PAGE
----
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tenet healthcare EarningsPreparedRemarks

  1. 1. Tenet’s Q4 2007 Earnings Call Prepared Remarks February 26, 2008 Trevor Fetter, President and Chief Executive Officer Good morning everyone. This quarter we achieved a major milestone by generating positive growth in admissions. We also continued to demonstrate positive trends in several key areas and certain leading indicators have never looked stronger. I feel that the health and trajectory of this company is better than at any time in the recent past. This was the first time in nearly four years that we had positive admissions in a quarter. Because it was just slightly positive, I want to add some color to the statistic. First, we’ve had more consistent results among our regions than in past quarters, and we’ve continued to move more hospitals into positive admissions territory. Admissions in Florida stabilized significantly to just below breakeven, compared to the declines of more than 3 percent that we had been reporting in recent quarters. More importantly, the improving trend has accelerated into the first quarter of 2008, with same-hospital admissions up 2.3 percent through January. Florida admissions growth was positive for the first time since Q104, with an increase of more than 2 percent for the month. This upward trend has continued into February in both Florida and across the company. Even the trend in outpatient visits has improved. Same-hospital commercial managed care revenues increased by almost 9 percent despite a nearly 2 percent decline in commercial admissions. This is the single largest quarterly revenue increase we’ve reported in five years. We are positioned for further pricing strength as a result of the numerous managed care contracts we announced recently. In fact, these
  2. 2. contracts, with United, Cigna and Blue Cross of California represent a third of our total commercial managed care portfolio. And once again we kept the growth in controllable expenses on a unit of service basis at or below that reported by our peers. The innovations we’ve made in the revenue cycle continue to produce tangible results, despite the challenge represented by the continued double-digit increases in uninsured admissions. Because of these efforts, we were able to increase our collection rates from both insured and uninsured individuals. We also improved sharply in the non-financial metrics which we believe are important to our longer-term performance. These metrics are part of our Balanced Scorecard and incentive plan, and we believe they are leading indicators of our continued progress. We break the Balanced Scorecard into five areas, or pillars, which include quality, service, people, cost and growth. The first of our three non-financial metrics falls into our quality pillar. According to CMS’ most recently published Hospital Compare data, Tenet scores higher than any other investor- owned hospital company in CMS’ core measures, and we have the third highest score among the top 10 largest hospital systems in the country. We continue to hit all-time highs in our quality statistics even as CMS adds challenging new metrics to the mix. The next pillar is service. Our scores here improved as well, with physician satisfaction increasing 2 ½ percent over the prior year and patient satisfaction increasing nearly 1 percent. And in the people pillar, total employee turnover improved by more than 12 percent. Employee satisfaction improved nearly 4 percent. And although it’s not a balanced scorecard metric, I know you would find it interesting that our hospital CEO turnover in 2007 was just under 4 percent. This compares to a 20 percent turnover among our hospital CEOs in 2006. Q4 2007 Earnings Prepared Remarks Page 2 of 19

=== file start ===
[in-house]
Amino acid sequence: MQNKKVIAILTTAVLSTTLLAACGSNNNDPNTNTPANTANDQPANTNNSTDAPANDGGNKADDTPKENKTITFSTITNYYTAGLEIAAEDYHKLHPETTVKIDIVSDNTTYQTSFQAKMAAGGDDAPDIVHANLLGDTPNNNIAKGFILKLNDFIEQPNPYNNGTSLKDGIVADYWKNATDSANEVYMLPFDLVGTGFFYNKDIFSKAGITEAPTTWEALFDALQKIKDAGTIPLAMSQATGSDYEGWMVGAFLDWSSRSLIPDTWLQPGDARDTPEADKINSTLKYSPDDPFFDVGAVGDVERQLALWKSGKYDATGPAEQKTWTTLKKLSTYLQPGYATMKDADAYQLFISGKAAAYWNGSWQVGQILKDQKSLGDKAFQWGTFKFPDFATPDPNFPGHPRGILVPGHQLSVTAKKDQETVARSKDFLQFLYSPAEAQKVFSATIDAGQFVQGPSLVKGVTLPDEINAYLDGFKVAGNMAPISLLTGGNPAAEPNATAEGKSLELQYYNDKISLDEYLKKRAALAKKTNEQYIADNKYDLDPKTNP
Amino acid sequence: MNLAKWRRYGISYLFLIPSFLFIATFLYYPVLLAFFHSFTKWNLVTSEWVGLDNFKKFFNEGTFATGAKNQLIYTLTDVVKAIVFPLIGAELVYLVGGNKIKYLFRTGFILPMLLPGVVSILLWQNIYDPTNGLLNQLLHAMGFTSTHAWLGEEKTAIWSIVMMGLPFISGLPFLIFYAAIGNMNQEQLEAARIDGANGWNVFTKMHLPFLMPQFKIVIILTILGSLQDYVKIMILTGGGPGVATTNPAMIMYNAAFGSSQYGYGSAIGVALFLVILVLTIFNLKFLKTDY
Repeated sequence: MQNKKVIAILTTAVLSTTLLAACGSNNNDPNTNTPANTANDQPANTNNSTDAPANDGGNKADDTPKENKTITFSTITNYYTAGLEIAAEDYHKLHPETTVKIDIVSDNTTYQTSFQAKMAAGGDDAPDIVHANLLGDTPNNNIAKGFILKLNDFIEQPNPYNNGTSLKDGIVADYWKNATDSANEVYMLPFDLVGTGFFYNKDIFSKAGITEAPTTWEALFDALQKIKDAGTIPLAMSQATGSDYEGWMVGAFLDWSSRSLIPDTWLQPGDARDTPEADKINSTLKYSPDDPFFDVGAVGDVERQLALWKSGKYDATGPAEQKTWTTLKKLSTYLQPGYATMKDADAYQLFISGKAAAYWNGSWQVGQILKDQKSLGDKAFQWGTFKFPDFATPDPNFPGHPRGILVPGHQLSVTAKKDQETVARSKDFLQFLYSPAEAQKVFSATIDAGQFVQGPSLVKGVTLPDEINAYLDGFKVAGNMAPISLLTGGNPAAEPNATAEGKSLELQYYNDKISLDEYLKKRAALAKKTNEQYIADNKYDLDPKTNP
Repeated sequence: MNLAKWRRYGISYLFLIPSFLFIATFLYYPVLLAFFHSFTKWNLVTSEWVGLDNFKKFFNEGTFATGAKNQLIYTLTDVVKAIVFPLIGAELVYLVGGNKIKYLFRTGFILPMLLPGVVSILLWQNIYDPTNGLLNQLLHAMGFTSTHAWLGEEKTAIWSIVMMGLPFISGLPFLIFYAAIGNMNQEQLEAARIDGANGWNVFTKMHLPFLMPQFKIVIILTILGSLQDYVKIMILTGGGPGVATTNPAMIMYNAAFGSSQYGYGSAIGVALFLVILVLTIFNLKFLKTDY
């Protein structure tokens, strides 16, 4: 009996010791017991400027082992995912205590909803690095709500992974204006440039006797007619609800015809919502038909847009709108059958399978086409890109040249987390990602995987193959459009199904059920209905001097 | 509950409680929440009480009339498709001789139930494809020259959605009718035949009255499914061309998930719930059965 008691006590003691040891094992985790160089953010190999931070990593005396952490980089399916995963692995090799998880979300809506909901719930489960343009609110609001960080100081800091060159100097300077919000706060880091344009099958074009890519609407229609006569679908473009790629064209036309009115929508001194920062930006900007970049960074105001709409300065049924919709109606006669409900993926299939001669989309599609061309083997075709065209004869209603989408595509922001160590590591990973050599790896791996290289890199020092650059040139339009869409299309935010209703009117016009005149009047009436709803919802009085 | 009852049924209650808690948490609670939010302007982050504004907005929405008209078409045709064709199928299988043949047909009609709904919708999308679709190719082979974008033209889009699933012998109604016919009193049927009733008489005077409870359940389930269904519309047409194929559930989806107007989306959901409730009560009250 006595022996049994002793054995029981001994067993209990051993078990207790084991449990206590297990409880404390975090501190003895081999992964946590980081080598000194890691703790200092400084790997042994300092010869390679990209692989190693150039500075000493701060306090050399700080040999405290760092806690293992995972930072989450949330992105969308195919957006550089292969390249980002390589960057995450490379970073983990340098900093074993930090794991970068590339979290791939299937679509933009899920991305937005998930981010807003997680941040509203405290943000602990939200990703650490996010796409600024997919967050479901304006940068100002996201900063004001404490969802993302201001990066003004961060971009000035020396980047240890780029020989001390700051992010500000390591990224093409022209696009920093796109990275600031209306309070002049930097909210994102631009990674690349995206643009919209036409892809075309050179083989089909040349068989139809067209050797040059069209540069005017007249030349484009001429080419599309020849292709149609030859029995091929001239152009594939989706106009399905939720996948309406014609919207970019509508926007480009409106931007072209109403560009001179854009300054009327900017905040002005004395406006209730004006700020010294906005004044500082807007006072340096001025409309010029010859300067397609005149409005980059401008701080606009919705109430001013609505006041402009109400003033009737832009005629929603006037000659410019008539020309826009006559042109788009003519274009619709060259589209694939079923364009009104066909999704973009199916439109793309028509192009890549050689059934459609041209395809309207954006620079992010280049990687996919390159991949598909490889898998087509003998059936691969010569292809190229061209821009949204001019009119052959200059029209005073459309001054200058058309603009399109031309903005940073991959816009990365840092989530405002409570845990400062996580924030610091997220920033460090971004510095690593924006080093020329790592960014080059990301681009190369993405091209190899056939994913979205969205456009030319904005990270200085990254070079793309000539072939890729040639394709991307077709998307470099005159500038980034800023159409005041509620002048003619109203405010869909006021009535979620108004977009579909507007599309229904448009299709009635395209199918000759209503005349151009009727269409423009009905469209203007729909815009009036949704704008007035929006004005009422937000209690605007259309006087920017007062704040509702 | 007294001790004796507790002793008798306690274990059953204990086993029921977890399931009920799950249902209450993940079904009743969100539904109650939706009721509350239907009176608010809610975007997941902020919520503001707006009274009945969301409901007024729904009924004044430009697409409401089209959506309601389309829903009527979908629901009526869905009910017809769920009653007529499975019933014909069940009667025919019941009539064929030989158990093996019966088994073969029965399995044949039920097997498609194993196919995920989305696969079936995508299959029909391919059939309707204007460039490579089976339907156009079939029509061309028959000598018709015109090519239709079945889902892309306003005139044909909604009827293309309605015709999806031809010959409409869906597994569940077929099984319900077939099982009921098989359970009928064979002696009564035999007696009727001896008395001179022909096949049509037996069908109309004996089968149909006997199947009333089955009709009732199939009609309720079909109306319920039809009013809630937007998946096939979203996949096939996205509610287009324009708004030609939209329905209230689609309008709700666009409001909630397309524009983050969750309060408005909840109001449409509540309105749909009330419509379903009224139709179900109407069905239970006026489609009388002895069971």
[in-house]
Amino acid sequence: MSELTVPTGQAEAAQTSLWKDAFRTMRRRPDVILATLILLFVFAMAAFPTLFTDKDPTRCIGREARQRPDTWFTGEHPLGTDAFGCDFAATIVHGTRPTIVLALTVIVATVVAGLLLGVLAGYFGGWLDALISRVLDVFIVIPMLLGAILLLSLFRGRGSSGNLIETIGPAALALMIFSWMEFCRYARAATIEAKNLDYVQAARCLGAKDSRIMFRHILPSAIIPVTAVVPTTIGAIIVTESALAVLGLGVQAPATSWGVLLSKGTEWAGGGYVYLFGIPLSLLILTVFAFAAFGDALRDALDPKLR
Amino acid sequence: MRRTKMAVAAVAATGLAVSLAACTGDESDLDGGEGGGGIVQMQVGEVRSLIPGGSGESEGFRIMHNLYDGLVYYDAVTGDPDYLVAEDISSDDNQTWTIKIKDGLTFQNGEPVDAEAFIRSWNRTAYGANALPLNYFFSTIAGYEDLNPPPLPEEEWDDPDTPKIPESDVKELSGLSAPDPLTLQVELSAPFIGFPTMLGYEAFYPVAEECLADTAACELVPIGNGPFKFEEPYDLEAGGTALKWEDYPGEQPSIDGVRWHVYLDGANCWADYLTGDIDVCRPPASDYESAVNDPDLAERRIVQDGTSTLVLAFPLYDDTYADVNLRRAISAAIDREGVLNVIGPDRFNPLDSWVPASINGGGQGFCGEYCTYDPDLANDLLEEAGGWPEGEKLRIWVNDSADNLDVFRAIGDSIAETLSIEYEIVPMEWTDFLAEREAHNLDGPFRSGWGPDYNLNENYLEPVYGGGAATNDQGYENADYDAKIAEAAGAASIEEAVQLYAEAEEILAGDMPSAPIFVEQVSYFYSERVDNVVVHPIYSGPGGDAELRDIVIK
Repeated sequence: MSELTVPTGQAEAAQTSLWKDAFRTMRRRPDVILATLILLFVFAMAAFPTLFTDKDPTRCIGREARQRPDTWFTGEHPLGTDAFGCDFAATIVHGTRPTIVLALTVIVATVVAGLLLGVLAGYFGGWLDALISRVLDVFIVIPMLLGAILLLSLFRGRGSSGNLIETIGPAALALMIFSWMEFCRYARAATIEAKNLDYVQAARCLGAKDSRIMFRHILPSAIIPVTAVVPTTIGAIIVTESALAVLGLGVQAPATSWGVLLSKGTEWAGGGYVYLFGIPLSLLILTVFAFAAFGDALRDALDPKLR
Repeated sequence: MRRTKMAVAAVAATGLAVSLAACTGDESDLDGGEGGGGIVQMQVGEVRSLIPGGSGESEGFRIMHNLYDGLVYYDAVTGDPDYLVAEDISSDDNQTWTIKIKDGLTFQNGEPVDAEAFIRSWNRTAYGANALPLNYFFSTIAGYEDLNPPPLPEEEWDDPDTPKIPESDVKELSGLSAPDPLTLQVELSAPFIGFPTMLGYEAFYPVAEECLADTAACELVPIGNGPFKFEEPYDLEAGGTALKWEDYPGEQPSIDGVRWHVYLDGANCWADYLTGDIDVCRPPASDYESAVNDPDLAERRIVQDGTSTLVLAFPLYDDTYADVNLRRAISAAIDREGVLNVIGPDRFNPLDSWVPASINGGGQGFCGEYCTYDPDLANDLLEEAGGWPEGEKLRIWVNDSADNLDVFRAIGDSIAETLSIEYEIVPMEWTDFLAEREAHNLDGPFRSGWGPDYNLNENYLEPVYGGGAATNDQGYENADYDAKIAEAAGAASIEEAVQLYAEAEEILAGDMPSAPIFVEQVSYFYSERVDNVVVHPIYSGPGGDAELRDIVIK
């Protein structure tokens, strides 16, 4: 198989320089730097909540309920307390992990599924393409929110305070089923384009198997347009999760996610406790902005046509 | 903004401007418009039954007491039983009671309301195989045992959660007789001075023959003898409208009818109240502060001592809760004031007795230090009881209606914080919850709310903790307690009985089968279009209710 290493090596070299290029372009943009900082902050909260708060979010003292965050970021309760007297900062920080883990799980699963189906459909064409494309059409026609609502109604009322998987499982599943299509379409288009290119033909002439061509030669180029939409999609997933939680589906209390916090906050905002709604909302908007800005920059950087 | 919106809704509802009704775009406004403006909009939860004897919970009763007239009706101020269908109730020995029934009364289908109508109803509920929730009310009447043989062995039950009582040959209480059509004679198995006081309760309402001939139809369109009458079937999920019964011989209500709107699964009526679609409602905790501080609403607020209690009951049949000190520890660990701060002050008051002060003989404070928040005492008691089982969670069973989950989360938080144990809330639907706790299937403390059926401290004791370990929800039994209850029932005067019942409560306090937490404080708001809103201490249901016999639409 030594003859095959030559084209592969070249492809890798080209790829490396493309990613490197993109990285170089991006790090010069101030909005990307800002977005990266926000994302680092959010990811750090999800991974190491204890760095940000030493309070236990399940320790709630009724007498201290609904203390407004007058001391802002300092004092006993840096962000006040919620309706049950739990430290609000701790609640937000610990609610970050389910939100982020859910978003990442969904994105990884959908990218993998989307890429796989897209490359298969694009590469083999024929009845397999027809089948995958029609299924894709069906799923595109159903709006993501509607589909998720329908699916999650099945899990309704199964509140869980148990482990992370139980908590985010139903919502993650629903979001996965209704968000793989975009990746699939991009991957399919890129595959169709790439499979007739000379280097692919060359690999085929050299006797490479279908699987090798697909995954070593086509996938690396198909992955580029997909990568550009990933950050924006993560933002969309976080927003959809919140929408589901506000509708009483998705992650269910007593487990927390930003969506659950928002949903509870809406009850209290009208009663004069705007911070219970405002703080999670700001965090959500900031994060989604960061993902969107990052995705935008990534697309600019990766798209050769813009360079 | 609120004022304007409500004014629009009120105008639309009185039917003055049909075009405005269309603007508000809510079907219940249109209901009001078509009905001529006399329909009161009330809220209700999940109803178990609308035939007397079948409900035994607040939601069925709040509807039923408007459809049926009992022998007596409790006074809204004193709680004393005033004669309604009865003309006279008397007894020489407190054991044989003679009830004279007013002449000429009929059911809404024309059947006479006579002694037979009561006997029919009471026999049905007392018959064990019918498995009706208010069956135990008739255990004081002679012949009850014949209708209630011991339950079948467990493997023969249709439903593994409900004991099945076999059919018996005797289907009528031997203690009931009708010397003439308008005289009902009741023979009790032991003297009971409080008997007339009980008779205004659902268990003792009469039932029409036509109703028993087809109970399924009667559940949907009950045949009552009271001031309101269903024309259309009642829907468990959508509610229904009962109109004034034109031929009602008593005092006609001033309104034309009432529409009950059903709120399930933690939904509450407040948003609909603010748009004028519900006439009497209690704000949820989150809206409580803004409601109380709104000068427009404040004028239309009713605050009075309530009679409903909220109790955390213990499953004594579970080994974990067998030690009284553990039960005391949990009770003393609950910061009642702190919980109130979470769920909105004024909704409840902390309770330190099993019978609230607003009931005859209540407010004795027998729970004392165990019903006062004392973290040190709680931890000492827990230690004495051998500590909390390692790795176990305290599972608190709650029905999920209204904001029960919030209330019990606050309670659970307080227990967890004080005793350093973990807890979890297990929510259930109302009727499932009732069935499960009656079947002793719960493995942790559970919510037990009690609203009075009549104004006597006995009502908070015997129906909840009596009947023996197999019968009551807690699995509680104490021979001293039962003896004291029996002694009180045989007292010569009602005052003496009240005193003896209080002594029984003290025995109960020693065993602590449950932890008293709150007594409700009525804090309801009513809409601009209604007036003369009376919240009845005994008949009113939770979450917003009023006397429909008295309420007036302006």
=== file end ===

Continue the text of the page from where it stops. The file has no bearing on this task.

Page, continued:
3. 3. While we didn’t generate as much cash from working capital as we had planned, we did offset that at year-end with our other cash initiatives, which we expect will continue generating value going forward. Biggs will comment on those in a moment. Near the end of 2007, we engaged in a thorough business planning effort that resulted in the outlook we stated in this morning’s press release. This outlook envisions 2008 EBITDA in a range of $775 million to $850 million, and 2009 EBITDA of $1 billion or better. While I fully recognize the billion dollar objective represents a significant improvement from the EBITDA we generated in 2007, I believe we’ve set a clear path to achieving it. This will require strong and consistent performance on our part – capturing market share from competitors to meet our volume objectives, continuing to implement innovative techniques to offset the challenges on bad debt, and extending the progress that we’ve made in controlling costs and achieving enhanced pricing – but it is certainly within our reach. With that as an overview, let me turn the call over to our chief operating officer, Dr. Steve Newman, who will provide you with some commentary on what is driving our improvement in patient volumes. Steve… Stephen Newman, M.D., Chief Operating Officer SLIDE 6: Stephen L. Newman, M.D. – Chief Operating Officer Thanks, Trevor. And good morning, everyone. We made very gratifying progress in the fourth quarter that is continuing in the first quarter. In my opinion, our turnaround is accelerating and is increasingly evident in a number of areas. SLIDE 7: Momentum Building in 3 Key Areas To show you why I believe this, I’ll give you a flavor for our momentum in three key areas: volumes, pricing and its relationship to our quality initiatives, and our progress in expanding our medical staffs. I’ll also touch on the improvements we’re driving in Florida and the successes we’ve achieved in our new managed care contracts. Q4 2007 Earnings Prepared Remarks Page 3 of 19